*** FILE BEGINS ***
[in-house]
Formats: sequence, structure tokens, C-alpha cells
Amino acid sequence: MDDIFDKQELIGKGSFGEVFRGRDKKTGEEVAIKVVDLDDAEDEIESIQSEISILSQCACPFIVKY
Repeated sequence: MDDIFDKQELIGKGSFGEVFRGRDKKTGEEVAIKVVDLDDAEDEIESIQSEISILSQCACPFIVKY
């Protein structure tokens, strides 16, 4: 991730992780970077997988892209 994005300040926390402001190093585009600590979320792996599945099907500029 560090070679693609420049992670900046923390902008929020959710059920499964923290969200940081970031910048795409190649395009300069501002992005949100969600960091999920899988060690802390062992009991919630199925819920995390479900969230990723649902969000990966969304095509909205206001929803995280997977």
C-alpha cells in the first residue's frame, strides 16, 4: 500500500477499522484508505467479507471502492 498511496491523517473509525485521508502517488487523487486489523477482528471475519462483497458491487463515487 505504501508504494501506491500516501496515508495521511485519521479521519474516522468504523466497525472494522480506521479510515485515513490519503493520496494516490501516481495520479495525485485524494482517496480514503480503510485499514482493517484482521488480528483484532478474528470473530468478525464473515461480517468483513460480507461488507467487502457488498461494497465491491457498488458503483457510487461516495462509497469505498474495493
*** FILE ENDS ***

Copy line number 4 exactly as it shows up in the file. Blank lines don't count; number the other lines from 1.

Repeated sequence: MDDIFDKQELIGKGSFGEVFRGRDKKTGEEVAIKVVDLDDAEDEIESIQSEISILSQCACPFIVKY